Invest in You: Ready. Set. Grow.

Understanding this investing basic can help you grow your money faster


When saving for retirement, the most important concept you need to know is compound interest. With compounding, you make money on your money. You make interest on your interest.

With compounding, the returns start small, but get bigger over time. Much bigger. And it's the secret to growing your retirement dollars -- and your personal wealth.

Here's how it works: if you have $100, and you invest it with a 10% return, at the end of a year you have $110. The next year, you are not just making interest on the $100, you are also collecting interest on the $10 in interest you earned. You now have $121. ($110 plus 10 percent return = $121)

Now let's apply this to a real-world retirement situation. Under most circumstances, the most you can invest in an individual retirement account is about $6,000 a year. Let's start with an initial $6,000 investment in, say, the S&P 500. Let's assume that you are expecting a total return (price appreciation plus dividends) of 6% (that is about the historic average), compounded annually.

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How much would you have after 10 years? You'd have $89,829. Here's how it would look:

A 10-year investment ($6,000 invested each year, 6% return, after 10 years)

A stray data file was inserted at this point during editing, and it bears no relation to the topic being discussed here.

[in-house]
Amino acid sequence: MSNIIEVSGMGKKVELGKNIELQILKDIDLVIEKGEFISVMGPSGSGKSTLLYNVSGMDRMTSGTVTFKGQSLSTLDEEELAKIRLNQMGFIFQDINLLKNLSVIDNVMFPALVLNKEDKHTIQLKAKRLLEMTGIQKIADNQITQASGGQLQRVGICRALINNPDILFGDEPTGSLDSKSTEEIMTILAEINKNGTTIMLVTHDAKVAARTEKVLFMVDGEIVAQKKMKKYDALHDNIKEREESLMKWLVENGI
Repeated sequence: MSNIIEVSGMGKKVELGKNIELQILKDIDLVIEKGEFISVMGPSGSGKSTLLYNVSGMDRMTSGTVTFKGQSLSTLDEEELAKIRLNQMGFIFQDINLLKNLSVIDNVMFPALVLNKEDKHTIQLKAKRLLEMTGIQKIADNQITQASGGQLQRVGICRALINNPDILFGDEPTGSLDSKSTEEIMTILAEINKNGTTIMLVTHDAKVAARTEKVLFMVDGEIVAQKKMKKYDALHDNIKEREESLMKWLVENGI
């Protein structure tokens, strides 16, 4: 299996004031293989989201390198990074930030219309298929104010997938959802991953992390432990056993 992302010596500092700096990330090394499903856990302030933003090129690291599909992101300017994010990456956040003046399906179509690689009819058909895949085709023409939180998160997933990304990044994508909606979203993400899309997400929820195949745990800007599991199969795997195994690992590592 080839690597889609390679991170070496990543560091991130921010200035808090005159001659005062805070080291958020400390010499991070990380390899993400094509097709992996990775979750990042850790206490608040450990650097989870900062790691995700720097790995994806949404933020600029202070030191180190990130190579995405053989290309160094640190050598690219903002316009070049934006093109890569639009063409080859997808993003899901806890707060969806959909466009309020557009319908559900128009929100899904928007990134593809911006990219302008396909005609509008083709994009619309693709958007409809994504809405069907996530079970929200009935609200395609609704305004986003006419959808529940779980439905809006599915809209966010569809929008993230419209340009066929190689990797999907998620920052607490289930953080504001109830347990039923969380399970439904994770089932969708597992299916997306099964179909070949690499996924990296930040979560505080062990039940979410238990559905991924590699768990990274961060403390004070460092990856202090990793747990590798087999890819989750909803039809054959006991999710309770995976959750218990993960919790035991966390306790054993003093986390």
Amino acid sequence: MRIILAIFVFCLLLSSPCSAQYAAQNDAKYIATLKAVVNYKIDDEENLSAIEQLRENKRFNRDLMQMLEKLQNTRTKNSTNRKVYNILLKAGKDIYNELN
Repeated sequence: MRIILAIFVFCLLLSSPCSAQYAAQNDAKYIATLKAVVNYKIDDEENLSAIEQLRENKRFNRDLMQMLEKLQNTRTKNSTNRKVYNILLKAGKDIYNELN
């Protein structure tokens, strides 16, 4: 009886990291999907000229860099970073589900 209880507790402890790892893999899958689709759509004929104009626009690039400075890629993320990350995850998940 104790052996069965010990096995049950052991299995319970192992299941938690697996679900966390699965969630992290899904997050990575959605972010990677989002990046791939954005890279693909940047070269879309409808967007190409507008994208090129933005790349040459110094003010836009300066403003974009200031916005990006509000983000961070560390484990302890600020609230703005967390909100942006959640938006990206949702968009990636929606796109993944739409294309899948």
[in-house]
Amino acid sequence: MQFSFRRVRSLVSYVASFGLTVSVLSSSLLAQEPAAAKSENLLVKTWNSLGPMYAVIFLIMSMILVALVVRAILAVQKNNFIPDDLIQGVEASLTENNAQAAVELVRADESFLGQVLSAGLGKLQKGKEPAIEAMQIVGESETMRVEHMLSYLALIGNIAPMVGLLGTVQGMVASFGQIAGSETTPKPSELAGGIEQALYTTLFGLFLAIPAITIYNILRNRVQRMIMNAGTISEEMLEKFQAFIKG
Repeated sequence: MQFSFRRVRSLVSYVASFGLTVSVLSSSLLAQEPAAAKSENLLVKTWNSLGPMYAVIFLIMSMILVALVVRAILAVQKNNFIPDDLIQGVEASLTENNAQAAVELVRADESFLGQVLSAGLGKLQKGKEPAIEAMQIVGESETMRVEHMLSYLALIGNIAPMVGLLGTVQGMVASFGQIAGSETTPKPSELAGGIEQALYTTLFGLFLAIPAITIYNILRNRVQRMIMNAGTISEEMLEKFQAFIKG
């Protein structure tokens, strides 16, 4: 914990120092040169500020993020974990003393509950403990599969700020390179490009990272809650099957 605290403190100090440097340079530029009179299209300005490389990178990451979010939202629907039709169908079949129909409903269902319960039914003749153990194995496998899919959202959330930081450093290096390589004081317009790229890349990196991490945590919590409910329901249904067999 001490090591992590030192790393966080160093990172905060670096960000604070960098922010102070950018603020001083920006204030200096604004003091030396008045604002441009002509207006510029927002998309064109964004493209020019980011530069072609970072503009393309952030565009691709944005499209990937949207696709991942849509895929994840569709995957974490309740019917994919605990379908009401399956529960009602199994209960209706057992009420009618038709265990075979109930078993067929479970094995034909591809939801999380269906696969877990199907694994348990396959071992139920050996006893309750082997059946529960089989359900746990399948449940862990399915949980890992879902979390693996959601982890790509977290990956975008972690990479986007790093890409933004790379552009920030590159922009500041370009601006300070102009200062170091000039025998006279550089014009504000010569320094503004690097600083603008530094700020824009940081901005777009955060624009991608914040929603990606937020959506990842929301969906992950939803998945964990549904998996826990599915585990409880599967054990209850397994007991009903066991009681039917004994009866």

Money invested: $60,000
Return on investment: $29,829
Total: $89,829

That is a nearly 50% return on your money in 10 years. Not bad!

Wait, it gets much better. Now let's look at what you would have after 20 years: $239,956. Your money doubles!

A 20-year investment ($6,000 invested each year, 6% return, after 20 years)

Money invested: $120,000
Return on investment: $119,956
Total: $239,956

And from here, the numbers get much bigger. After 30 years, you have $508,810. After 40 years, $990,286!

With compounding, it's not just the length of time that makes a big difference. The return is also critical, and just as with time, changing this variable by as little as one or two percent can result in huge differences in returns over long periods.

Let's go back to that 20 year return at 6%. Suppose we change the parameters and say we make only 4% a year, or up it to assume we make 8% a year.

A 20-year investment
($6,000 invested each year, after 20 years)
4% return:$191,815
6% return: $239,956
8% return: $302,537

Look carefully: the difference between a 4% return and an 8% return with the same amount of money invested is more than $110,000 over 20 years.

The Chairman of the Securities and Exchange Commission, Jay Clayton, believes understanding compounding interest is so important he has made it the centerpiece of a series of short talks on investment fundamentals. Want to try this on your own? You can access the SEC's calculator here.

Explaining compound interest

Correction: An earlier version reversed the 4% and 8% returns on 20-year investments.

Disclosure: NBCUniversal and Comcast Ventures are investors in Acorns.